Garcia: Want to remind you all to students that there’s no housing for students with children and are married. A lot of new places that are coming out but they are luxury housing geared towards specific students. When we’re talking about housing geared towards students, should be thinking about the students whose needs aren’t being met. I was wondering, how is it really more affordable, more inclusive than any other apartments?
Hiba: This development is geared for students, we’ve been keeping in mind the needs of students.
Tommy: When it came before council, they’re setting up a million dollar fund to support affordable housing, so that is a real part of this development.
Garcia: When you said students, it could be anyone who is 35 and coming as a student, a trans students. How accessible is it to those kinds of students?
Tommy: Right now we don’t have a lot of that information, the earliest this structure could be completed is 2020. If there is a movement enough for it, they will listen.
Garcia: Usually when people say “students,” they aren’t talking about people who afford rent by themselves, just want to keep that in mind.
Singh: Any way project will collaborate with ASUCD?
Hiba: This is our in to that. The project is still in its early stages. Everything we’ve been asking for, we’ve been able to really work with. I could see us building a relationship.
Lara: Some questions about the 1800 job figure and where you got that.
Tommy: There have been 4 economic studies done, that number has been thrown around since last summer. We can provide you with the source at a later date, don’t have that info right now.
Lara: In terms of research and development space, any of that being used by university?
Tommy: Potentially. That’s actually part of why we’re here today. The entire project is a collaboration with UCD. They haven’t committed to much, but we have a voice in this instance.
Lara: I don’t know how good of an idea it is for UCD to rent space from a private entity….
Jamaludin: Does development propose a town hall to integrate student input? What other services besides beds… any services like babysitting? This development will help redirect traffic, more biking, how?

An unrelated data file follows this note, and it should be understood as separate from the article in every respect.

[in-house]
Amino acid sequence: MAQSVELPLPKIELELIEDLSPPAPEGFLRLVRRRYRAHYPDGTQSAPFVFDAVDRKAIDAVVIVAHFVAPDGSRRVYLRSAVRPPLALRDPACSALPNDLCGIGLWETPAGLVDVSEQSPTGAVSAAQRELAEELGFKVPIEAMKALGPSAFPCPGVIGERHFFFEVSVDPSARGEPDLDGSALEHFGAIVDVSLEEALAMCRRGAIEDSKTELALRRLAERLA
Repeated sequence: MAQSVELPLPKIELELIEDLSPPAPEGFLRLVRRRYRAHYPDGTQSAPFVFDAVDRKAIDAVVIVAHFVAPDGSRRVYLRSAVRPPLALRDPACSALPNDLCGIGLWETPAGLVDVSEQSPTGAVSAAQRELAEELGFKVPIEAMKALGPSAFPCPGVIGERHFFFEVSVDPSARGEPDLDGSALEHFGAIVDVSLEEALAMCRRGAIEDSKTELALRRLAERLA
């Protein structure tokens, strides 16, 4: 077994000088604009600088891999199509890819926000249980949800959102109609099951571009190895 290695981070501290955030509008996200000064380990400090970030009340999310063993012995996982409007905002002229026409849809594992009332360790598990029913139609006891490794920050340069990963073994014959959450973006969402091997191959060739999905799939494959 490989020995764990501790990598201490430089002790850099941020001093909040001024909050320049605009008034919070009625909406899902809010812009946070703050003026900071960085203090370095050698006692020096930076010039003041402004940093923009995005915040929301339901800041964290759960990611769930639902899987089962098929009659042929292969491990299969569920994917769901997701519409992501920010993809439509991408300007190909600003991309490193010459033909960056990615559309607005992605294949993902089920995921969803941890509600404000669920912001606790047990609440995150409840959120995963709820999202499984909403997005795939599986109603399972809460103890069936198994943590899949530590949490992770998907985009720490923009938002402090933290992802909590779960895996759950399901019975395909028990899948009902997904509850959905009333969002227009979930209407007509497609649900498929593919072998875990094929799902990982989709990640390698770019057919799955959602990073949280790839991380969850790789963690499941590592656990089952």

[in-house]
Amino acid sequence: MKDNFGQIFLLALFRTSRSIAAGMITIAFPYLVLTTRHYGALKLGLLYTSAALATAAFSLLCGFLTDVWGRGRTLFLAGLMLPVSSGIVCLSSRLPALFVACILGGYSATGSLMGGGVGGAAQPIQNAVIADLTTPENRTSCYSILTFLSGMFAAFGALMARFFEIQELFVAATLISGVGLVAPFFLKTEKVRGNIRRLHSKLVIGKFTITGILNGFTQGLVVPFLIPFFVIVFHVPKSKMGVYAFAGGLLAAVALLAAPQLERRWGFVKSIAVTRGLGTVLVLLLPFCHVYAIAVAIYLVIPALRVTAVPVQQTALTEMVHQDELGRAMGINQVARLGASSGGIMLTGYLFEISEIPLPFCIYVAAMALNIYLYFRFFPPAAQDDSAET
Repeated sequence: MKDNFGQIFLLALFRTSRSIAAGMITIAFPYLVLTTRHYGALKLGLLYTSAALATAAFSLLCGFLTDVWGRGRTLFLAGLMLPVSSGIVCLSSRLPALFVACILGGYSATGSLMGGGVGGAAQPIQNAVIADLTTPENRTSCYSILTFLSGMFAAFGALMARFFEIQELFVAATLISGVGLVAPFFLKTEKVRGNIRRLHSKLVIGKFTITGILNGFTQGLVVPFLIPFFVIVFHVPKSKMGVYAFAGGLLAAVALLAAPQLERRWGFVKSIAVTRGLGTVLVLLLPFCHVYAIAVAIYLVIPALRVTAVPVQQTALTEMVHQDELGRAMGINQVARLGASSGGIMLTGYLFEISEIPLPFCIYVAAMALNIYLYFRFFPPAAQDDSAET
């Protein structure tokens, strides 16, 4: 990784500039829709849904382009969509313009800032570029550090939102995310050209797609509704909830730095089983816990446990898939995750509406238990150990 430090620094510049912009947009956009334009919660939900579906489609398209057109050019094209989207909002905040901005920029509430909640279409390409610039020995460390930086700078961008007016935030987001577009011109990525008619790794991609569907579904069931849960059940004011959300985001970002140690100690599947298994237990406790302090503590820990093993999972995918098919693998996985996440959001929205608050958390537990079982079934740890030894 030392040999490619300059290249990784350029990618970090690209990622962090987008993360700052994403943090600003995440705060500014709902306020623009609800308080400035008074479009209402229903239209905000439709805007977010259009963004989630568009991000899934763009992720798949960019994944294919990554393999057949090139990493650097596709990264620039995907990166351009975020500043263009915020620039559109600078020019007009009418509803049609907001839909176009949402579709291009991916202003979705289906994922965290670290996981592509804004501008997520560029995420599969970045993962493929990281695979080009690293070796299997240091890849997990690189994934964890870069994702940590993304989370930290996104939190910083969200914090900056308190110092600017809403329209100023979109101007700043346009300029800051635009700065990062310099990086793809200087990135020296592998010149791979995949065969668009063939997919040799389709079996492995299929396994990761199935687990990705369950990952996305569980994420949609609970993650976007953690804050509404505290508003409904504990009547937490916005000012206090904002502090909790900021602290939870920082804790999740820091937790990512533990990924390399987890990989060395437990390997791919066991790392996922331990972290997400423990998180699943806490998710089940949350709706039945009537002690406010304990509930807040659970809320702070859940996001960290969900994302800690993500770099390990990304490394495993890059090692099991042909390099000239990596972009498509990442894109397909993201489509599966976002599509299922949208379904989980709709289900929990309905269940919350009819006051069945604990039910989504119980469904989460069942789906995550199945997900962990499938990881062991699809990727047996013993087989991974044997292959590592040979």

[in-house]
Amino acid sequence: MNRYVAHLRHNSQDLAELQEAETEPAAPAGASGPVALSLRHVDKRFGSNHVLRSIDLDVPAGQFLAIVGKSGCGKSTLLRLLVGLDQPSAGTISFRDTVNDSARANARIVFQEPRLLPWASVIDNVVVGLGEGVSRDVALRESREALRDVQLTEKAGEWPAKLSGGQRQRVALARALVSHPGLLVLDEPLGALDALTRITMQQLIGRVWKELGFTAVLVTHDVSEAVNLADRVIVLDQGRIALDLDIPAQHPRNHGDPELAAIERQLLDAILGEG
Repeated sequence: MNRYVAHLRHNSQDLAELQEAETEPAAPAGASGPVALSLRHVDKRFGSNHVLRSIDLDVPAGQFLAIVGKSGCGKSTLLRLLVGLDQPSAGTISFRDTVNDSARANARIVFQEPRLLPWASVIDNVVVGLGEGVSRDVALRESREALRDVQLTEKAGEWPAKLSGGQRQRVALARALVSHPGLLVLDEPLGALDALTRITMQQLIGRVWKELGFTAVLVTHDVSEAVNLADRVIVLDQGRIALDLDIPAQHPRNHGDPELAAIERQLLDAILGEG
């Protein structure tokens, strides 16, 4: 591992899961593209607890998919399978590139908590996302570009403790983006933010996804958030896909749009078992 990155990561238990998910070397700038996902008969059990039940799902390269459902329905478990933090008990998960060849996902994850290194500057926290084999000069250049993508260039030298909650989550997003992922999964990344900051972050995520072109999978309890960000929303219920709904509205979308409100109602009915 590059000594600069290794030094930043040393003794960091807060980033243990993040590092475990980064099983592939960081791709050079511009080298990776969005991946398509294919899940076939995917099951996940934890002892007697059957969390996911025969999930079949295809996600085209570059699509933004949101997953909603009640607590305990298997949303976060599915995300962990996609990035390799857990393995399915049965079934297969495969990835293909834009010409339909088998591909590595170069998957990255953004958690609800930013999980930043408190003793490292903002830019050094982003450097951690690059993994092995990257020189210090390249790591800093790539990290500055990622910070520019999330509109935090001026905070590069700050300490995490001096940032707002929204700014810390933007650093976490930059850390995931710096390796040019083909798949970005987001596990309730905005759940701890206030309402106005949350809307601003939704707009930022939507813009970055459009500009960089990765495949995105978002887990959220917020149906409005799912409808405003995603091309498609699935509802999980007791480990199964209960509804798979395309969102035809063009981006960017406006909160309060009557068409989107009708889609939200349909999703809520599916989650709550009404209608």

Tommy: Most of the town halls have already occurred, this development started in 2008. We’re just bringing it to City Council to vote on now. Encouraging biking, it’s all about accessibility.
Alavi: The chancellor has made it clear that she has no idea where she’s going to put all the students on this campus, so I challenge you all to address that problem. Napolitano has made a deal with the state to increase student population by 10,000… there is no space.
Nahabedian: LRDP for 2027 initiative in the Nelson Gallery. We got to see some of the possibilities. They were talking about high-density living close to downtown and the university. Hotel-style living. 1500 beds is what it says in the resolution. Is the housing… the enrollment will keep going up on campus. Is this low density or high?
Hiba: High density, leaving a third of the property for open space. Is this in the city of Davis?
Tommy: Not yet, will be part of it in an annexation.
Nahabedian: How does the city go about annexing the land?
Tommy: It’s private property, will be passed to the city. County and city will have shared ownership.
Hiba: Thank you for fitting us in whenever you can. One of the investors is the owner of Tandem Properties, it’s not going to be the same way West Village is run. This project is addressing the need Davis has right now. We’re advocating to have 1500 beds for students, it’s multi-family living. We want to put these in so our rent rates also go down. There will be at least 5,000 more students by 2020. We want to give Davis that outlet for it to grow.
Guerrero: Can you speak at length about the composition of the opposition?
Tommy: Accessibility was the biggest opposition. Also location. What they’ve done is put a lot of money to move the residences as far away from freeway and railroads as possible. Also, a very high-grade HVAC systems. There are people who are no-growthers.
Guerrero: Who is opposed?
Tommy: This isn’t even on the ballot yet, so no formulated groups have come forth yet.
Guerrero: Proposed location, how do you propose to have it be competitive to other housing in Davis?
Tommy: It’s going to be there. As a renter, I wouldn’t want this, but we’re not really looking to address that problem until way down the line.